Friday, 13 January 2017

Bon Voyage Chris



On Thursday 12th January we pulled the anchor up and said good-bye to Chris. We were starting our journey north to Dominica, albeit on a very short first leg up the coast to what turned out to be Les Anse D'Arlets although we had intended to get to the next bay, Grand Anse D'Arlets. Chris was waiting for Susan to arrive before deciding on his longer term itinerary which may be to cruise the Caribbean this year or head for Panama for the Pacific and eventually home to New Zealand. There was therefore a strong possibility I might not see him again for some considerable time. Chris has been an enormous help to me preparing the boat over the years and it is highly unlikely I would have been able to undertake the trip this year with the boat in a fit state without his help. I therefore have a lot to thank him for!

We had planned on leaving at midday to give us plenty of daylight time to make Grand Anse but a prolonged trip ashore for breakfast, a look round and some shopping meant we weren't ready to go until after 1300. Then just as we started getting the anchor up a heavy rain shower arrived and so we had lunch instead. We eventually got the anchor up at 1400 and headed over to Chris to say our good-byes. We had a very pleasant sail (the best yet) – a real joy - in variable winds sometimes making 7 knots – on a flat sea up the coast and past Diamond Rock - the scene of Nelson's sailors' annoying the French for a couple of months. Closing on the Anse D' Arlets the wind became more fickle and our speed fell to 2 knots. We would not make port before dark at that speed, so reluctantly the engine went on and we made for the nearer Les Anse D'Artlet and dropped anchor just before dusk.





A handsome Brigantine lay just behind us and the town looked pretty as the town lights began to show. We decided we would go ashore in the morning to explore and had dinner on board – beef-burgers and rice with 'Ratatouille le Martinique' cooked by Mick and very good it was too, helped down with Rum Punch under a full moon.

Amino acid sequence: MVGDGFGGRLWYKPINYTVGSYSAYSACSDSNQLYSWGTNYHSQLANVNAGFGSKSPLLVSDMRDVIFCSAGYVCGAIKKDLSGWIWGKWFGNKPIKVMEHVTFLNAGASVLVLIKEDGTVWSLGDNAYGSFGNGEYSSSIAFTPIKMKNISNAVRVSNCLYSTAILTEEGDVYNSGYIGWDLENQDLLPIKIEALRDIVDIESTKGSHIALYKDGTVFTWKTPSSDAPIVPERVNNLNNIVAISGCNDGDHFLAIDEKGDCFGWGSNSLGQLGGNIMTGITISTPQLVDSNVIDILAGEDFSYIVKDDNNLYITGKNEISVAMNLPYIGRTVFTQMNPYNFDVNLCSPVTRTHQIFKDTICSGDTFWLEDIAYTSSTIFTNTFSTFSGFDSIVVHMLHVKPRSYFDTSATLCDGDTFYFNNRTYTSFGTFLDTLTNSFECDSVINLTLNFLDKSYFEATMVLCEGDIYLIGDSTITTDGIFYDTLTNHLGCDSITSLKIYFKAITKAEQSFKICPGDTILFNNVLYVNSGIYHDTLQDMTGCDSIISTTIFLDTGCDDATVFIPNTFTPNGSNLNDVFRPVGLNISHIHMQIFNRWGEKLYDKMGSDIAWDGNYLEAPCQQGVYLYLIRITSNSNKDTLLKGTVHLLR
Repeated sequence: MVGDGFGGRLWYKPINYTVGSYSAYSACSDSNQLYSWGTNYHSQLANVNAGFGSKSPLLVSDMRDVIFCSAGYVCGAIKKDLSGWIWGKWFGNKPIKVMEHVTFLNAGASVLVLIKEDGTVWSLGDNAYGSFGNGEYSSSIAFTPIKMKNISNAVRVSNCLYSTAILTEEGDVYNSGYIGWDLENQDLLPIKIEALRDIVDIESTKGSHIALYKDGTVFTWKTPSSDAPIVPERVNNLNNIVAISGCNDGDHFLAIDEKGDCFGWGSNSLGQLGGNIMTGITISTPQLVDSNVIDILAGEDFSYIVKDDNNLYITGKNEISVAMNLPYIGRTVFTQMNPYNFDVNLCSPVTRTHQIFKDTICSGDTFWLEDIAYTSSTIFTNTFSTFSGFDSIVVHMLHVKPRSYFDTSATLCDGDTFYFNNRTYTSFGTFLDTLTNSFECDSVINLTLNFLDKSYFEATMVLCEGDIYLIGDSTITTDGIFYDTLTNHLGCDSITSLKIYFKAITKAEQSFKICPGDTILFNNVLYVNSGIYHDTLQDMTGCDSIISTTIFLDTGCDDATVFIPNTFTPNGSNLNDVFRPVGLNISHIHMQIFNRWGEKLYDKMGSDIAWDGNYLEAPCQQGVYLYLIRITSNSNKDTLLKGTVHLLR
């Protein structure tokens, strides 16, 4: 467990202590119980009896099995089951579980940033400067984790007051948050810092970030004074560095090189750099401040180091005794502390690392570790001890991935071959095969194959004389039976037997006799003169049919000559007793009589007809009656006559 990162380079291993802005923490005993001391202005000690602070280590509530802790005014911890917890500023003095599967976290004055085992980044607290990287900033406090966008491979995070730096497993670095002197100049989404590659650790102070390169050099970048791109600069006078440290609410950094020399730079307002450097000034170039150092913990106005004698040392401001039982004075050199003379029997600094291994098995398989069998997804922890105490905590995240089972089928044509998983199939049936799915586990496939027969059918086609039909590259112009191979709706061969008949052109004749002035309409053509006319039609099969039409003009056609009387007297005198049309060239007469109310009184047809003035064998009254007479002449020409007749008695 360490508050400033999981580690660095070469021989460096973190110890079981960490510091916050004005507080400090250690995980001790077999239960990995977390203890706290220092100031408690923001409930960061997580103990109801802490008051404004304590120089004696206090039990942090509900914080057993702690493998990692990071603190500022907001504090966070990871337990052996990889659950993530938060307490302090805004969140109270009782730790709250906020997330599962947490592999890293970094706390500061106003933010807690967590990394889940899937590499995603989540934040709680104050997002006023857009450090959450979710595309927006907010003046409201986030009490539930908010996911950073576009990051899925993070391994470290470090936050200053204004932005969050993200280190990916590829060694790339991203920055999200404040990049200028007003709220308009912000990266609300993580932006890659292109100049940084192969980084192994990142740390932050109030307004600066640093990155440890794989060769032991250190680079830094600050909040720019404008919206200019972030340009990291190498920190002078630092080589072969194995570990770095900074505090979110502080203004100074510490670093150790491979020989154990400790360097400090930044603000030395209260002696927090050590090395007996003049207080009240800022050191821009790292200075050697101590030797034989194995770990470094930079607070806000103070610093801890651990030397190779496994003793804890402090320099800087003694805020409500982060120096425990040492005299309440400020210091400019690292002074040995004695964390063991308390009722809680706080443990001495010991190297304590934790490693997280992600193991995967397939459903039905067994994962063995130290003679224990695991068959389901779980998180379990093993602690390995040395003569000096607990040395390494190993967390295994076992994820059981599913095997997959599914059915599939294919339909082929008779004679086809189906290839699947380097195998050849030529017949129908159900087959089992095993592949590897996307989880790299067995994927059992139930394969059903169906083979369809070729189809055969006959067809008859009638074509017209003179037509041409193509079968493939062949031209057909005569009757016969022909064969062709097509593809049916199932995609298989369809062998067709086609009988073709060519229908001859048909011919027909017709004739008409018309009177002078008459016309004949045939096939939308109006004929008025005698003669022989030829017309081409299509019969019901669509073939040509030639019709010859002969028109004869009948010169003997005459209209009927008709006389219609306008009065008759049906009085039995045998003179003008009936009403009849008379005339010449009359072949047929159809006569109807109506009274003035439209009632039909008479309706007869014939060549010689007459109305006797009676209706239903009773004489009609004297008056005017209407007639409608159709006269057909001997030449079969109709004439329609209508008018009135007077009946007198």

The next morning – Friday 13th (!) I went snorkelling around the nearby rocks (see below) before breakfast. There were some very impressive - what I took to be coral structures - that looked like the deep sea vents one sees on TV documentries – many the size of a milk churn (sorry only those of us of a certain age with a country background will make sense of that) or a road bollard and looked like they had been “thrown” by a very large Potter! I also saw large stuctures that looked like brains and a wide variety of tropical fish albeit not in huge numbers. I saw other corals too – both fans and finger types. Many of the structures, especially the milk churns appeared to be dead but there were patches of live coral too.


After breakfast in the cockpit (very pleasant) we took the dinghy into town and moored up on the dinghy dock. 

The Martinique authorities seem to have gone out of their way to provide one in every location one might want to land – very helpful. First on the agenda was a cool beer so we walked along the beach and settled in a beach bar with the sea lapping at our feet and ordered a couple of beers.




After a couple and despite our late breakfast we started to feel hungry and were delighted to find we had settled into a bar/restaurant offering the best value menu we had yet come across. A three course menu for 16 Euro. The main course was Pork Raggu and of very generous proportions. After lunch we were well and truly stuffed. The options seemed to be collapse on the beach or go for a walk round the point to Grand Anse D'Arlet – our original destination. We bravely decided on the latter and arrived within about half an hour after a pleasant walk. 

On the way we saw further evidence that "our" Egret (that had landed on the boat during our passage) was either from Martinique or was on his way there (max zoom the below and in the middle of the shot you will just be able to make out one of a number of Egrets)...



The bay was much more crowded with with boats than Les Anse D'Arlets and whilst the beach was lined with plenty of bars/restaurants there was no town to speak of and we were pleased we had diverted to Les Anse D'Arlets instead. Our impression of a somewhat second rate place was reinforced by the not cold drinks we were served with at the bar we chose! After that we walked back and looked around the town...




to find we had missed the last of the fresh bread – we bought some croissants instead and went in search of a beer to cool down. We found a very cold and very cheep beer at a locals' bar near the front which only served to underline our smugness at having chosen Les Anse D'Arlets as our port. The Mate was in particularly smug mood...



After that and a quick stop to capture the sunset (Arctic Smoke is the last mast on the right!)...



it was back to the boat – where, still too stuffed to eat further I wrote this post, Mick did some sewing and started investigating our failed searchlight. At the conclusion of writing he had tracked down that the plug and socket did not like eachother!


Tomorrow we'll spend here. By Sunday the north easterly winds should have returned and we should be heading for Dominica!